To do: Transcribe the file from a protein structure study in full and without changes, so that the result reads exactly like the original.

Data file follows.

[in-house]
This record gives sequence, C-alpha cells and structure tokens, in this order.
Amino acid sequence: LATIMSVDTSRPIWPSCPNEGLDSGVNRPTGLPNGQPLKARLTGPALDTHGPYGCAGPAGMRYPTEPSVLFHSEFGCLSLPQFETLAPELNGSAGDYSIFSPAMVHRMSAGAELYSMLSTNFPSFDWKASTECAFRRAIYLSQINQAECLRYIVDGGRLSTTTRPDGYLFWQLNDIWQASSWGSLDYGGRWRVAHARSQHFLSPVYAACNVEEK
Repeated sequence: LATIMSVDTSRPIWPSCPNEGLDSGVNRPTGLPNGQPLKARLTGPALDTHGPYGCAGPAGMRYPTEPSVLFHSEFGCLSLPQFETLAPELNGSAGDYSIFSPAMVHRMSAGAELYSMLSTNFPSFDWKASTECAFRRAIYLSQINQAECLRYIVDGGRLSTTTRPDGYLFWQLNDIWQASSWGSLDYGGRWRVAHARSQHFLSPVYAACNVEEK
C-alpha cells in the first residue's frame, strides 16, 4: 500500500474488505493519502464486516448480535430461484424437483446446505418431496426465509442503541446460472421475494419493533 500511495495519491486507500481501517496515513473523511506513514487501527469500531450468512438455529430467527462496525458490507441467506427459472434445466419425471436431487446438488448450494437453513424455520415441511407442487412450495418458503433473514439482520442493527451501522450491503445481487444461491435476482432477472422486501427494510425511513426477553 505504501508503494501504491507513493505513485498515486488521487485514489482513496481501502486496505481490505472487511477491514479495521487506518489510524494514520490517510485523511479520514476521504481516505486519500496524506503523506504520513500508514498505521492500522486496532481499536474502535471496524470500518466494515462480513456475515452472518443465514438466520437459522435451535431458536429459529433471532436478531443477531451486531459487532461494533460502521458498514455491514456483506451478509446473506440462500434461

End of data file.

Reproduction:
[in-house]
This record gives sequence, C-alpha cells and structure tokens, in this order.
Amino acid sequence: LATIMSVDTSRPIWPSCPNEGLDSGVNRPTGLPNGQPLKARLTGPALDTHGPYGCAGPAGMRYPTEPSVLFHSEFGCLSLPQFETLAPELNGSAGDYSIFSPAMVHRMSAGAELYSMLSTNFPSFDWKASTECAFRRAIYLSQINQAECLRYIVDGGRLSTTTRPDGYLFWQLNDIWQASSWGSLDYGGRWRVAHARSQHFLSPVYAACNVEEK
Repeated sequence: LATIMSVDTSRPIWPSCPNEGLDSGVNRPTGLPNGQPLKARLTGPALDTHGPYGCAGPAGMRYPTEPSVLFHSEFGCLSLPQFETLAPELNGSAGDYSIFSPAMVHRMSAGAELYSMLSTNFPSFDWKASTECAFRRAIYLSQINQAECLRYIVDGGRLSTTTRPDGYLFWQLNDIWQASSWGSLDYGGRWRVAHARSQHFLSPVYAACNVEEK
C-alpha cells in the first residue's frame, strides 16, 4: 500500500474488505493519502464486516448480535430461484424437483446446505418431496426465509442503541446460472421475494419493533 500511495495519491486507500481501517496515513473523511506513514487501527469500531450468512438455529430467527462496525458490507441467506427459472434445466419425471436431487446438488448450494437453513424455520415441511407442487412450495418458503433473514439482520442493527451501522450491503445481487444461491435476482432477472422486501427494510425511513426477553 505504501508503494501504491507513493505513485498515486488521487485514489482513496481501502486496505481490505472487511477491514479495521487506518489510524494514520490517510485523511479520514476521504481516505486519500496524506503523506504520513500508514498505521492500522486496532481499536474502535471496524470500518466494515462480513456475515452472518443465514438466520437459522435451535431458536429459529433471532436478531443477531451486531459487532461494533460502521458498514455491514456483506451478509446473506440462500434461